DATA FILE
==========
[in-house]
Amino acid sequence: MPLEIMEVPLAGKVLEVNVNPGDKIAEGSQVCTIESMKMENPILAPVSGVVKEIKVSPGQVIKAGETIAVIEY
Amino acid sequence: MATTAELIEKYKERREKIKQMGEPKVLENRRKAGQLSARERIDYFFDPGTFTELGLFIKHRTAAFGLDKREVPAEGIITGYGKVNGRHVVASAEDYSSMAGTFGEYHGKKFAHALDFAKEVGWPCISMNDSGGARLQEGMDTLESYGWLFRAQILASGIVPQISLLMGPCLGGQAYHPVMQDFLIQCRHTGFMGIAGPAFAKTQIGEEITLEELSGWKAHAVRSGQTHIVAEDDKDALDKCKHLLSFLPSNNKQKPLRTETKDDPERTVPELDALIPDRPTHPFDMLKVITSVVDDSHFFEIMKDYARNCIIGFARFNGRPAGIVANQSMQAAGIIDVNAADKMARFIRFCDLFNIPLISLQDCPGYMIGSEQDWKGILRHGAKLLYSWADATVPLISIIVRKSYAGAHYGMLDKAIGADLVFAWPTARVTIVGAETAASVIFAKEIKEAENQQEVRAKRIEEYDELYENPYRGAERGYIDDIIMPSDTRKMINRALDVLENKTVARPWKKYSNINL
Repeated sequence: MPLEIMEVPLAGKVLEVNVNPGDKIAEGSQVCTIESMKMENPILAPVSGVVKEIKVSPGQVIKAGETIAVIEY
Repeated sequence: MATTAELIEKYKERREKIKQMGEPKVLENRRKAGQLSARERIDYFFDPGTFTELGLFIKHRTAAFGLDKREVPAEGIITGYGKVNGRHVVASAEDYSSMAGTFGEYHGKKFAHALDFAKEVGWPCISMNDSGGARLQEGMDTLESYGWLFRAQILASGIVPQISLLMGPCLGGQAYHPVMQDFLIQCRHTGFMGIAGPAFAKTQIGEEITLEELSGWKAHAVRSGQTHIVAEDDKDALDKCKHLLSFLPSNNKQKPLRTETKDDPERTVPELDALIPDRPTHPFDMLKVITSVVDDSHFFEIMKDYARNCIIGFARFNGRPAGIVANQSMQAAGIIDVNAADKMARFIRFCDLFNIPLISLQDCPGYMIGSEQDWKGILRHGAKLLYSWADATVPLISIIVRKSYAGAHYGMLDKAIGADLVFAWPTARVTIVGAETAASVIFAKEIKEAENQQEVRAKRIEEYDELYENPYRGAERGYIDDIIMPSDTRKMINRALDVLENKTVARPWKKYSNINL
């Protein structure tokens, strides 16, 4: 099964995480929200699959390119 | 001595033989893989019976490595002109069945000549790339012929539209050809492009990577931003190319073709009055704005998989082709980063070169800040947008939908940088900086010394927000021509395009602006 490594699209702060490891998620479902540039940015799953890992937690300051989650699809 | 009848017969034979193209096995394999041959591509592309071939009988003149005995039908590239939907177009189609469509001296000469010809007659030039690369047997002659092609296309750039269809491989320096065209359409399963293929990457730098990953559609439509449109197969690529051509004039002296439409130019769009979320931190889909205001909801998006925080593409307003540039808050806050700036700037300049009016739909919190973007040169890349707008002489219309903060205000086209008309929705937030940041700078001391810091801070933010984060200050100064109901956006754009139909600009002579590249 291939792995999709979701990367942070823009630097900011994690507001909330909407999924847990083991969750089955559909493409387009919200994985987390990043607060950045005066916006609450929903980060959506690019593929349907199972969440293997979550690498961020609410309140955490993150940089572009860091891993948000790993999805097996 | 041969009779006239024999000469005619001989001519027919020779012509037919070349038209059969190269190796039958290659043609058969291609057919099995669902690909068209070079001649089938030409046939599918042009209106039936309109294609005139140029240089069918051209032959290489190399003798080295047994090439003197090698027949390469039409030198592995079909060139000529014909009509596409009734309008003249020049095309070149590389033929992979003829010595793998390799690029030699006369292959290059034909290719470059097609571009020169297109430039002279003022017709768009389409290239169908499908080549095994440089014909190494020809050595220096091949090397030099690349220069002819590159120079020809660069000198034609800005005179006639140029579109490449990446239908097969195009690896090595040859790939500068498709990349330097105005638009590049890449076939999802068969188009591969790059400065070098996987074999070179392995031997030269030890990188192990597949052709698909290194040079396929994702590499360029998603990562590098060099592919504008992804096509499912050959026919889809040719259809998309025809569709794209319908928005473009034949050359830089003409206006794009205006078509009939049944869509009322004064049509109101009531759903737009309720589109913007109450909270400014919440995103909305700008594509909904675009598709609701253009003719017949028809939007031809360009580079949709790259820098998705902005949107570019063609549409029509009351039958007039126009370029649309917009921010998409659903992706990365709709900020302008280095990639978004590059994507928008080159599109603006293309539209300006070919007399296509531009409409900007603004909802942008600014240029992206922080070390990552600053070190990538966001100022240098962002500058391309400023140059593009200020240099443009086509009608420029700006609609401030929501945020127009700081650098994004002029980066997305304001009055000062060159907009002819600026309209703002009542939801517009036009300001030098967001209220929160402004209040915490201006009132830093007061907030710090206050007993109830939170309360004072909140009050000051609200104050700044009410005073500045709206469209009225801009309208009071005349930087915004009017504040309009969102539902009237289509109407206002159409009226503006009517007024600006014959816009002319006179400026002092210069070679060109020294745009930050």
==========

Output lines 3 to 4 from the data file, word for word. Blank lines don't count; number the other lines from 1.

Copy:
Amino acid sequence: MATTAELIEKYKERREKIKQMGEPKVLENRRKAGQLSARERIDYFFDPGTFTELGLFIKHRTAAFGLDKREVPAEGIITGYGKVNGRHVVASAEDYSSMAGTFGEYHGKKFAHALDFAKEVGWPCISMNDSGGARLQEGMDTLESYGWLFRAQILASGIVPQISLLMGPCLGGQAYHPVMQDFLIQCRHTGFMGIAGPAFAKTQIGEEITLEELSGWKAHAVRSGQTHIVAEDDKDALDKCKHLLSFLPSNNKQKPLRTETKDDPERTVPELDALIPDRPTHPFDMLKVITSVVDDSHFFEIMKDYARNCIIGFARFNGRPAGIVANQSMQAAGIIDVNAADKMARFIRFCDLFNIPLISLQDCPGYMIGSEQDWKGILRHGAKLLYSWADATVPLISIIVRKSYAGAHYGMLDKAIGADLVFAWPTARVTIVGAETAASVIFAKEIKEAENQQEVRAKRIEEYDELYENPYRGAERGYIDDIIMPSDTRKMINRALDVLENKTVARPWKKYSNINL
Repeated sequence: MPLEIMEVPLAGKVLEVNVNPGDKIAEGSQVCTIESMKMENPILAPVSGVVKEIKVSPGQVIKAGETIAVIEY